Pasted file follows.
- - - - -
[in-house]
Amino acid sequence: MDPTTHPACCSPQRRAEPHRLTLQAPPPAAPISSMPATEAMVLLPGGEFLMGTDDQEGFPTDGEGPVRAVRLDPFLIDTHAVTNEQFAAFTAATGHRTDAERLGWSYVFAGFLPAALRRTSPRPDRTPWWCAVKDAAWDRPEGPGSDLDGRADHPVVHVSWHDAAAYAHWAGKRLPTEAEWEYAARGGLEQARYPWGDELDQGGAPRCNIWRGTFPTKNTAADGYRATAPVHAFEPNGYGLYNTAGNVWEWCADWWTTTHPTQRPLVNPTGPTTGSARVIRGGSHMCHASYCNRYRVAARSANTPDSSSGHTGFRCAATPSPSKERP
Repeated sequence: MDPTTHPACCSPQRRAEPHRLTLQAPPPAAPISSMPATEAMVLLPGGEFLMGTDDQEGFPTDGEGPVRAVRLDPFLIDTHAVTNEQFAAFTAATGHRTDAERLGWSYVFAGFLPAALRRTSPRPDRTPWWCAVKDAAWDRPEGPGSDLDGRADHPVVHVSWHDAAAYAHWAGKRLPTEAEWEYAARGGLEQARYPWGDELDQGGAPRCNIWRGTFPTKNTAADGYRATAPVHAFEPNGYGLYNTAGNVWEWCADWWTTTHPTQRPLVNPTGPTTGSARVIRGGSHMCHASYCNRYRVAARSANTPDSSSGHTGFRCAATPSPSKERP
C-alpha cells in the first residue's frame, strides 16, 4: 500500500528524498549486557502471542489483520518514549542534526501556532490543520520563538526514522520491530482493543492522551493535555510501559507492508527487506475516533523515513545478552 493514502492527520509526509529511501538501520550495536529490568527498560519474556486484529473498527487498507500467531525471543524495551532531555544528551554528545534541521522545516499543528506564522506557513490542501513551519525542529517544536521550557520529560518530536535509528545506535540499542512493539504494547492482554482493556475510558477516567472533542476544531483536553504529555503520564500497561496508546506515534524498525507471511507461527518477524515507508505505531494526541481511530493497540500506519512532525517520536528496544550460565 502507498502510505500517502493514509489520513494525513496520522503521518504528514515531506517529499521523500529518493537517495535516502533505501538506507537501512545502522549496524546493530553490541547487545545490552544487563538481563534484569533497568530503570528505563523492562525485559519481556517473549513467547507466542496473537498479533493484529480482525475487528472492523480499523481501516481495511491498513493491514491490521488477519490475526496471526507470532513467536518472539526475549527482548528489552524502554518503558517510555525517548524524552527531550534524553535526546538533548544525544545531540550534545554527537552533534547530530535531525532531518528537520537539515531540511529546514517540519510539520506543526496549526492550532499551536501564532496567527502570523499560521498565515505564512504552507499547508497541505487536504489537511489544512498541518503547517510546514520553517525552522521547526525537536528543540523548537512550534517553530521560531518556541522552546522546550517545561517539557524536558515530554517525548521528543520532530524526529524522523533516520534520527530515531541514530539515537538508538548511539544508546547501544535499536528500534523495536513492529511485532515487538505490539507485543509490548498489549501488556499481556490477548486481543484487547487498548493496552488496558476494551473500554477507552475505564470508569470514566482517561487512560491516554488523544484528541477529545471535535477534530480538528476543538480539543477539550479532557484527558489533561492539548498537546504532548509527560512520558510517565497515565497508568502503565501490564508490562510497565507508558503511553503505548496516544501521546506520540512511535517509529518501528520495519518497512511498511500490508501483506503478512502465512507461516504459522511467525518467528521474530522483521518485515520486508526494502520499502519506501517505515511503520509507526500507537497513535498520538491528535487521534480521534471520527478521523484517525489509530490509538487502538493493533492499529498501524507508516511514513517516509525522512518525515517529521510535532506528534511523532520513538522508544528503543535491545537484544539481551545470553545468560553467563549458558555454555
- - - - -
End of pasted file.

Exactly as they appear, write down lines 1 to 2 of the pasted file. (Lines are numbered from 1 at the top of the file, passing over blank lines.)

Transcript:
[in-house]
Amino acid sequence: MDPTTHPACCSPQRRAEPHRLTLQAPPPAAPISSMPATEAMVLLPGGEFLMGTDDQEGFPTDGEGPVRAVRLDPFLIDTHAVTNEQFAAFTAATGHRTDAERLGWSYVFAGFLPAALRRTSPRPDRTPWWCAVKDAAWDRPEGPGSDLDGRADHPVVHVSWHDAAAYAHWAGKRLPTEAEWEYAARGGLEQARYPWGDELDQGGAPRCNIWRGTFPTKNTAADGYRATAPVHAFEPNGYGLYNTAGNVWEWCADWWTTTHPTQRPLVNPTGPTTGSARVIRGGSHMCHASYCNRYRVAARSANTPDSSSGHTGFRCAATPSPSKERP